A Transition Year project by a group of Cashel Community School students might be considered as part of the new Junior Cycle Student Award.
18 boys and girls from the school have been working on a project to raise awareness of concussion, its signs and affects, as part of the Young Social Innovators programme. They have already been awarded €1,000 in funding for their work by programme sponsors Vodafone.
Now their innovative work in raising awareness and educating young people has come to the attention of concussion awareness campaigner Peter Robinson, whose teenage son died following a concussion injury, and the Department of Education, who are sending an inspector to meet with the class.
The Community School group began work on the project when they returned to school last September. The Young Social Innovators programme is a bit like the Young Scientists but students pick a social issue they want to change. The Cashel group chose concussion and are working to raise awareness among young people, because they found that while there is a lot of information available on the condition it is very ‘wordy’ and more suited to professional sports people, not designed to be understood by young people.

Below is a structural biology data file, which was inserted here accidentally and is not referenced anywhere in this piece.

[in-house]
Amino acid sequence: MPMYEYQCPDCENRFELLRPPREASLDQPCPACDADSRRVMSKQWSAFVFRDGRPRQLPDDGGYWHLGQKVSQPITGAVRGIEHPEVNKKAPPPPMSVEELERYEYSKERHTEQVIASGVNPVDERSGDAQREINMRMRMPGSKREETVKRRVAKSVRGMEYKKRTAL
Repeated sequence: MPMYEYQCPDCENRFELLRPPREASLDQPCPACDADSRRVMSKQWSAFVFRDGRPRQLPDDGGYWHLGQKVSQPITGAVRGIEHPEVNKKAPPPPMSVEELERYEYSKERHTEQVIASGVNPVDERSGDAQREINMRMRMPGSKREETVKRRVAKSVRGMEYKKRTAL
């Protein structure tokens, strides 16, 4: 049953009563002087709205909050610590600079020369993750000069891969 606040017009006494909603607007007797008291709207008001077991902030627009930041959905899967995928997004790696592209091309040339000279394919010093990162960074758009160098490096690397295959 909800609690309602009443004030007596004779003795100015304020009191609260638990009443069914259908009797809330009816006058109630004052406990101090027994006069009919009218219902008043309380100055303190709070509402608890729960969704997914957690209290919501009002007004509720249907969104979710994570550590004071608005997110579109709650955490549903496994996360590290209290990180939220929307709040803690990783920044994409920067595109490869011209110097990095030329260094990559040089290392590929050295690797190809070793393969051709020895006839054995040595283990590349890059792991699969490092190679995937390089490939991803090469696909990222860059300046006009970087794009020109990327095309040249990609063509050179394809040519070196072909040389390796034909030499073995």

The students met Mary Heffernan of Acquired Brain Injury Ireland, who explained the medical guidelines on concussion. They also worked with Cashel Gold Star and came up with a wall planner, in conjunction with Lion Print. The next step is to design an easy to understand info poster for changing rooms.
The innovative students have come up with their own awareness plan for young people - the ‘3Rs’ - recognise, report and rest. They have also created a cartoon character, Billy the Brain, to illustrate their message, and created bright symbols they can use in raising awareness, which can be seen in our photo from when the students visited the local primary schools.
The campaign can be see on Facebook at ‘Without your brain you have no game.’